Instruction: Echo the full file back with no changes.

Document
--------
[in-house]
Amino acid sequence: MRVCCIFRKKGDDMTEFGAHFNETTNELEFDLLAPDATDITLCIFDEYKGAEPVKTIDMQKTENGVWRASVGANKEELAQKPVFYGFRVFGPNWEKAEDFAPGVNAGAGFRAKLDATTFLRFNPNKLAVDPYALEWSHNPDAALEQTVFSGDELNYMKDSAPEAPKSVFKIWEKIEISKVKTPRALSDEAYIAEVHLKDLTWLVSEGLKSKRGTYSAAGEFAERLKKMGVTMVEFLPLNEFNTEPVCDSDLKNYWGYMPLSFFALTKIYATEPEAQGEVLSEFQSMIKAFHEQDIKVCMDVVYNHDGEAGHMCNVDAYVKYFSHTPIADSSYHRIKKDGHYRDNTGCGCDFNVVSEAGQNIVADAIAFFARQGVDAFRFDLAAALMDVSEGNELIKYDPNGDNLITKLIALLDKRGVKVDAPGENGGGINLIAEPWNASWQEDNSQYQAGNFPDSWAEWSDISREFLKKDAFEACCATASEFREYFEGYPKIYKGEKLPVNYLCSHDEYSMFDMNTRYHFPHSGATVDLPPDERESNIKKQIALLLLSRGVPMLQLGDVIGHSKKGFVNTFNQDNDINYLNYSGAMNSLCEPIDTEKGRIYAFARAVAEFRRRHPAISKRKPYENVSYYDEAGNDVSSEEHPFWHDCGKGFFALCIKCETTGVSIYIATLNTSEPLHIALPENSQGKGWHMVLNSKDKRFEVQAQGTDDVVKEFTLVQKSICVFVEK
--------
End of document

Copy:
[in-house]
Amino acid sequence: MRVCCIFRKKGDDMTEFGAHFNETTNELEFDLLAPDATDITLCIFDEYKGAEPVKTIDMQKTENGVWRASVGANKEELAQKPVFYGFRVFGPNWEKAEDFAPGVNAGAGFRAKLDATTFLRFNPNKLAVDPYALEWSHNPDAALEQTVFSGDELNYMKDSAPEAPKSVFKIWEKIEISKVKTPRALSDEAYIAEVHLKDLTWLVSEGLKSKRGTYSAAGEFAERLKKMGVTMVEFLPLNEFNTEPVCDSDLKNYWGYMPLSFFALTKIYATEPEAQGEVLSEFQSMIKAFHEQDIKVCMDVVYNHDGEAGHMCNVDAYVKYFSHTPIADSSYHRIKKDGHYRDNTGCGCDFNVVSEAGQNIVADAIAFFARQGVDAFRFDLAAALMDVSEGNELIKYDPNGDNLITKLIALLDKRGVKVDAPGENGGGINLIAEPWNASWQEDNSQYQAGNFPDSWAEWSDISREFLKKDAFEACCATASEFREYFEGYPKIYKGEKLPVNYLCSHDEYSMFDMNTRYHFPHSGATVDLPPDERESNIKKQIALLLLSRGVPMLQLGDVIGHSKKGFVNTFNQDNDINYLNYSGAMNSLCEPIDTEKGRIYAFARAVAEFRRRHPAISKRKPYENVSYYDEAGNDVSSEEHPFWHDCGKGFFALCIKCETTGVSIYIATLNTSEPLHIALPENSQGKGWHMVLNSKDKRFEVQAQGTDDVVKEFTLVQKSICVFVEK